Since I was single for most of my life, I did not always know what to expect when preparing for a lifelong relationship. (Pixabay)

At the time of this writing, I have been married for 10 months. It's been an incredible ride with Christie, my wife, and I'm very lucky to have found someone like her—beautiful, affectionate, sophisticated.

I always joked when people ask me how marriage is going – "It's marital bliss! Every day is better than the last!" And although I love my wife to death, every day is not always better than the last. Some days there are arguments, uncomfortable situations and emotional storms that come with the complexities of sharing every part of your life with another person.

Weirdly single for most of my life, I did not always know what to expect when preparing for a lifelong relationship. Confrontation-averse, I thought the greatest of couples wouldn't squabble and could really only go as far as kindly disagreeing. Compromise killed arguments like Round-Up does weeds. Or at least I used to think so.

In knowing that a marital relationship is not always going to feel like a tropical paradise, I now understand that taking an active leadership role in the relationship is critical to a healthy and successful marriage. Mitigating challenges with finances, occupations and children are ongoing and need constant attention.

To date, I have learned two valuable leadership lessons that create a healthy relationship.

Kindness Is Not Weakness

As an aspiring cookbook author, naturally my wife loves to cook. And I consider myself the luckiest man on the planet because she cooks dinner for me every single night when I get home—always a healthy meal. She is relentless in the kitchen and whips up some of the best meals a man could ask for.

Not only that, she does a hefty number of chores that I, admittedly, do not like to do. She's a bathroom-cleaning, dish-rinsing, dog-washing, laundry-folding, sheet-changing, interior-decorating, grocery-shopping machine. All she kindly asks is that I take out the garbage and put my dishes in the dishwasher. Full disclosure: I usually bat .500 with that.

It has taken me a while to realize that she doesn't do these things because she necessarily enjoys them. She does them because they need to be done. And she is sacrificing her time and energy for me. Her self-interest routinely takes a backseat to my occupational needs. This kindness is not weakness, but rather awesome strength.

Even more, her kindness is not a method of surrender. It is an active and strategic process rooted in self-sacrifice.

It is not enough for me to simply acknowledge her efforts, although that's all that she asks for. It is imperative, as a coleader in this marriage, to thank her for her efforts. Dinner for two, weekend away, or a simple thank-you note is all it takes to let that special person in your life know that you recognize and appreciate everything they do for you.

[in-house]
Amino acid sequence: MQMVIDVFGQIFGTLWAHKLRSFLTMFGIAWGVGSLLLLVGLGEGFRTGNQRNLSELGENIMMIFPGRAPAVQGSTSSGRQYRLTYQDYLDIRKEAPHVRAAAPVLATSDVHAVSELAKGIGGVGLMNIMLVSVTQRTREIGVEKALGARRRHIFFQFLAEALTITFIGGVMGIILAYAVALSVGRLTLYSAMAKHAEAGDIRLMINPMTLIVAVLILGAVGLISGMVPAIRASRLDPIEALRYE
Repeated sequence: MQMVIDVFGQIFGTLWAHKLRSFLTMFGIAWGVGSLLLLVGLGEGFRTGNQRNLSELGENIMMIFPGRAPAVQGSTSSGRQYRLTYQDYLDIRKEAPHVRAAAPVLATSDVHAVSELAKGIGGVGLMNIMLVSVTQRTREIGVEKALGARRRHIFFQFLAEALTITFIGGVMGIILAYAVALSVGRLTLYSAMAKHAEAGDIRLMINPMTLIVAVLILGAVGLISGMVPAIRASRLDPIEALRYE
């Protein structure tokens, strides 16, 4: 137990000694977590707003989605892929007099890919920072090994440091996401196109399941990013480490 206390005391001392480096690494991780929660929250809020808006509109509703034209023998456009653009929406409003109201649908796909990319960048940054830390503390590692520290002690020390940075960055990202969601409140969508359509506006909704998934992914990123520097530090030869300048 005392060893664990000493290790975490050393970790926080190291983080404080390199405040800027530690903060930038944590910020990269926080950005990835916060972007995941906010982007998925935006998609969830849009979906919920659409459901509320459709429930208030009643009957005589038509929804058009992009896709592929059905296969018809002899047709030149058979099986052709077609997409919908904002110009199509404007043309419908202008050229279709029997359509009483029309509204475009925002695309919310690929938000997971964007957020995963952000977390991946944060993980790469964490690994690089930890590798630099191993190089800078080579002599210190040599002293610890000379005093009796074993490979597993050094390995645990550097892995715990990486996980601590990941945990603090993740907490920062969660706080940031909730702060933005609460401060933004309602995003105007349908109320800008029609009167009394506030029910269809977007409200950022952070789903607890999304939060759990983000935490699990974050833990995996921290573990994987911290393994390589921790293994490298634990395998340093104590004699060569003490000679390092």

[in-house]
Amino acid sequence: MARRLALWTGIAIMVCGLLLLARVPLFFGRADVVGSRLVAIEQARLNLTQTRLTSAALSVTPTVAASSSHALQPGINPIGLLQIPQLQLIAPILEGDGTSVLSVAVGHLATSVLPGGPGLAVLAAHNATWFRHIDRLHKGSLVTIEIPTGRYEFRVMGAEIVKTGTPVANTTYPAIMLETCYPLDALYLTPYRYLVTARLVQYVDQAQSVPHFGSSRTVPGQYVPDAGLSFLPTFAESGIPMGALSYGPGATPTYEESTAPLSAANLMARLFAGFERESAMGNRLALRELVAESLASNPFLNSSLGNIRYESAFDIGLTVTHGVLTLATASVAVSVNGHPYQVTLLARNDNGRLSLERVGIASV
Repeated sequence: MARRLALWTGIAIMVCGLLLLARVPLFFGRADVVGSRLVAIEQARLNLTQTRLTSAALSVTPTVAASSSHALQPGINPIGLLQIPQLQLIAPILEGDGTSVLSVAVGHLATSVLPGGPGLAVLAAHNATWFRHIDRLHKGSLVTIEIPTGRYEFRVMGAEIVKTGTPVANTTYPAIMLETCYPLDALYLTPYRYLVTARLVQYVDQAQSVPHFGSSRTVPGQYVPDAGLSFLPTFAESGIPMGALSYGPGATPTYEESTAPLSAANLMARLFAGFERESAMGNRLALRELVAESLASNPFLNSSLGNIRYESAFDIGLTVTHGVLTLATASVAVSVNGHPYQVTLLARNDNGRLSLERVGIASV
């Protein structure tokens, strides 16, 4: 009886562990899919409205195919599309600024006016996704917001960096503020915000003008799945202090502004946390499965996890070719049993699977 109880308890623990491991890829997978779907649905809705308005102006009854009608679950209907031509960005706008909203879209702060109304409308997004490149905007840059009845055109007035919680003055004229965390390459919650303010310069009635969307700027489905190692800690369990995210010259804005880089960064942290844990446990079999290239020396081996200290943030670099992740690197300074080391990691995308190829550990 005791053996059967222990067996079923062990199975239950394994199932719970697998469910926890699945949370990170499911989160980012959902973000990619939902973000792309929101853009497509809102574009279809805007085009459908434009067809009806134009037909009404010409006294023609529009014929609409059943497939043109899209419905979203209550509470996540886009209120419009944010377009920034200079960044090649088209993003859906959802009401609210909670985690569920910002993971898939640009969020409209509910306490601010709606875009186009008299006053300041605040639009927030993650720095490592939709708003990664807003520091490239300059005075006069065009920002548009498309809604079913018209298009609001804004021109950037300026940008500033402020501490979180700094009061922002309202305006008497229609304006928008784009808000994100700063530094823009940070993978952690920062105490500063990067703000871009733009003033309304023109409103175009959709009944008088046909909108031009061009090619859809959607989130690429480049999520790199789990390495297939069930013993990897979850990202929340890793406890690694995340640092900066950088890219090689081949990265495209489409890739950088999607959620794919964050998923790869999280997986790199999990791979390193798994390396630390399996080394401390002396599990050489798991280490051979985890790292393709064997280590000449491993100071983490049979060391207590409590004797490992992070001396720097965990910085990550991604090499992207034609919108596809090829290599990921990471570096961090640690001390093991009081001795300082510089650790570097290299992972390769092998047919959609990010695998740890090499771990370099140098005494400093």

And don't be scared to go to town on some greasy dishes, fold some laundry and spray the dog down with the hose.

Marriage, Like Leadership, Is a Decision

It takes far more than love to keep a marriage alive and well. In fact, love is the easiest part of the entire thing. Relationships get tangled quickly when we fail to recognize that change is a large, non-moveable variable that is always in the equation. And with change comes the decision to stay committed.

We don't live life in a vacuum—every year, every day, every moment is unique and varying degrees of different from what we have experienced in the past. It takes a potent combination of wisdom and resiliency to continue to thrive with one another.

To assume a leadership role, it is imperative we make the conscious decision to give our partner, staff or team the attention they need to feel the love. Take deliberate and direct action to have their best interests at the forefront of your frontal lobe. This purposefully translates into making every decision with them in mind.

Assuming a leadership role in a marriage is tall order. However, in 10 months of being legally bound to someone, I have learned that it will take every ounce of effort to allow both people in a relationship to thrive and accomplish everything they want to in life. I sometimes come up short, but every day is a new day to be better by making her better.

Tim Paul is the founder of LeadershipStrikeGroup.com. A lieutenant in the U.S. Navy and a 2010 Naval Academy graduate, he has been training and performing as an operational leader for more than 10 years. He currently lives and serves as the nuclear engineering officer recruiter in Charlotte, North Carolina, with his wife, Christie, who is an aspiring cookbook author.

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